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The L.A. Gay and Lesbian Center (LAGLC) applauded the Federal Department of Health and Human Services’ (HHS) recommendations on April 1 to the White House on steps to improve the health and well-being of members of the lesbian, gay, bisexual and transgender (LGBT) community in the United States.
“This is the most comprehensive and significant action ever taken by the federal government to support the well-being of LGBT people,” said Lorri L. Jean, LAGLC CEO. “As the nation’s largest provider of comprehensive health and medical services to LGBT people, we see on a daily basis the harms caused by a health system that has rarely treated us fairly or well. We applaud HHS for its leadership and work to advance the health of our community.”
Jean added that the recommendation showed the HHS was focused on the LGBT community “for the first time in a long time” and that there is currently very little information on the health needs of the LGBT community.
The HHS recommendations included conducting outreach to organizations that serve the LGBT community, like the LAGLC, and collecting more data about LGBT people through health and demographic surveys, something Jean said was purposely ignored under the Bush administration. The HHS conducts various health surveys throughout the country, but Jean said this would be the first focused effort to include the LGBT community.
“Under George W. Bush, the LGBT community was excluded from these surveys,” Jean said. “With these recommendations, the HHS is saying they want to make sure LGBT info and data is being collected through these surveys.”
The HHS recommendations came in response to a memorandum from President Barack Obama issued last April to the HHS asking it to explore steps the agency could take to improve the health and well-being of LGBT people and ending discrimination in hospital visitations.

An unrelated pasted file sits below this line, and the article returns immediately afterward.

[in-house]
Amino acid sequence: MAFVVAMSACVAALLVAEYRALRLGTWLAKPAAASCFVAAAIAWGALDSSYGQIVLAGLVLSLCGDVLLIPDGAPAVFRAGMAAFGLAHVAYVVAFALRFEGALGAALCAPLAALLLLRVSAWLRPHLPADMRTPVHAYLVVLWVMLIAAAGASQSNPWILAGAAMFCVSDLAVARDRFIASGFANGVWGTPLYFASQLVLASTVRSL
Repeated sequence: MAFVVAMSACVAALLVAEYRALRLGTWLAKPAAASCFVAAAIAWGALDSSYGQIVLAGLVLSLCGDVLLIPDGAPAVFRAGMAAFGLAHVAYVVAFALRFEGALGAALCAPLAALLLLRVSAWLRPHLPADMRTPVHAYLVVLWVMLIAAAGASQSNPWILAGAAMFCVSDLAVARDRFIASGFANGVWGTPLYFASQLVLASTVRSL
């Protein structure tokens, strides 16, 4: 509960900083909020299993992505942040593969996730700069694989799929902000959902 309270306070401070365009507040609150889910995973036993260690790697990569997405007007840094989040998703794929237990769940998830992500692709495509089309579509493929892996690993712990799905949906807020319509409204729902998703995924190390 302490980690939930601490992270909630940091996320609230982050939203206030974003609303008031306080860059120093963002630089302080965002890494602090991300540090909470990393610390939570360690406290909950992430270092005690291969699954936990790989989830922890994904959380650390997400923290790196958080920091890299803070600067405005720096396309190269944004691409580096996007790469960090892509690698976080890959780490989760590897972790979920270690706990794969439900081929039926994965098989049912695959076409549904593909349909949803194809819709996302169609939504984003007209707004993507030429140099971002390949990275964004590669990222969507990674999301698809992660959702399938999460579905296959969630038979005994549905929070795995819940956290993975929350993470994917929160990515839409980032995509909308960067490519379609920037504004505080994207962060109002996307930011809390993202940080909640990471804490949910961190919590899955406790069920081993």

The recommendations will also help to ensure that the domestic partners living together do not have their house taken away in the event the listed homeowner dies. Jean said that many people have lost their homes after the government put liens on the property after the primary owner passed away.
There will also be cultural competency training with LGBT people for health care professionals. Jean said this is a big addition since there is currently no such training in place.
“When I go to the doctor, they always ask me if I use birth control,” Jean said. “When I say no, I always get a lecture and they never think to ask about my sexual orientation or phrasing the question differently. This is a common problem that could be easily fixed with training.”
The new recommendations would help supply more information on the LGBT community’s health; something Jean said was long overdue.
“If we can have more scientific research on the LGBT community’s health, that would be a great benefit,” Jean said.
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